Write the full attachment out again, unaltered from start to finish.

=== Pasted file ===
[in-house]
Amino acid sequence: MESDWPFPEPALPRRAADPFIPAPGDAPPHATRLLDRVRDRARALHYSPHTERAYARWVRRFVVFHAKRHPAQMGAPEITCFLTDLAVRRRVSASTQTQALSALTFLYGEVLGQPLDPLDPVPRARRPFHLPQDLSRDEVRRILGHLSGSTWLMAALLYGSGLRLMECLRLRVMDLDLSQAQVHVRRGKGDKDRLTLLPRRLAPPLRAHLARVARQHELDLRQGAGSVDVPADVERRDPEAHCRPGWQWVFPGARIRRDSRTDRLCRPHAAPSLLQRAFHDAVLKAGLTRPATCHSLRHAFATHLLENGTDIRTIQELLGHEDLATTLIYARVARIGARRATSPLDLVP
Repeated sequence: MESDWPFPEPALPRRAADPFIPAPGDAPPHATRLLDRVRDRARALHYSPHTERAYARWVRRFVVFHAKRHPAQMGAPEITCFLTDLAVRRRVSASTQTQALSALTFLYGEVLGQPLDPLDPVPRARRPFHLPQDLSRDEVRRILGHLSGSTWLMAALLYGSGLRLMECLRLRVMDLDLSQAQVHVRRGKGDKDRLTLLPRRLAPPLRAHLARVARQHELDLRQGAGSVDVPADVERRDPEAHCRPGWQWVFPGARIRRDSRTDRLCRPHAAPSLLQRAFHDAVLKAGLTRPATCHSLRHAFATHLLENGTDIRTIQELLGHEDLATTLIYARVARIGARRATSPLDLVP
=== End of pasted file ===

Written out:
[in-house]
Amino acid sequence: MESDWPFPEPALPRRAADPFIPAPGDAPPHATRLLDRVRDRARALHYSPHTERAYARWVRRFVVFHAKRHPAQMGAPEITCFLTDLAVRRRVSASTQTQALSALTFLYGEVLGQPLDPLDPVPRARRPFHLPQDLSRDEVRRILGHLSGSTWLMAALLYGSGLRLMECLRLRVMDLDLSQAQVHVRRGKGDKDRLTLLPRRLAPPLRAHLARVARQHELDLRQGAGSVDVPADVERRDPEAHCRPGWQWVFPGARIRRDSRTDRLCRPHAAPSLLQRAFHDAVLKAGLTRPATCHSLRHAFATHLLENGTDIRTIQELLGHEDLATTLIYARVARIGARRATSPLDLVP
Repeated sequence: MESDWPFPEPALPRRAADPFIPAPGDAPPHATRLLDRVRDRARALHYSPHTERAYARWVRRFVVFHAKRHPAQMGAPEITCFLTDLAVRRRVSASTQTQALSALTFLYGEVLGQPLDPLDPVPRARRPFHLPQDLSRDEVRRILGHLSGSTWLMAALLYGSGLRLMECLRLRVMDLDLSQAQVHVRRGKGDKDRLTLLPRRLAPPLRAHLARVARQHELDLRQGAGSVDVPADVERRDPEAHCRPGWQWVFPGARIRRDSRTDRLCRPHAAPSLLQRAFHDAVLKAGLTRPATCHSLRHAFATHLLENGTDIRTIQELLGHEDLATTLIYARVARIGARRATSPLDLVP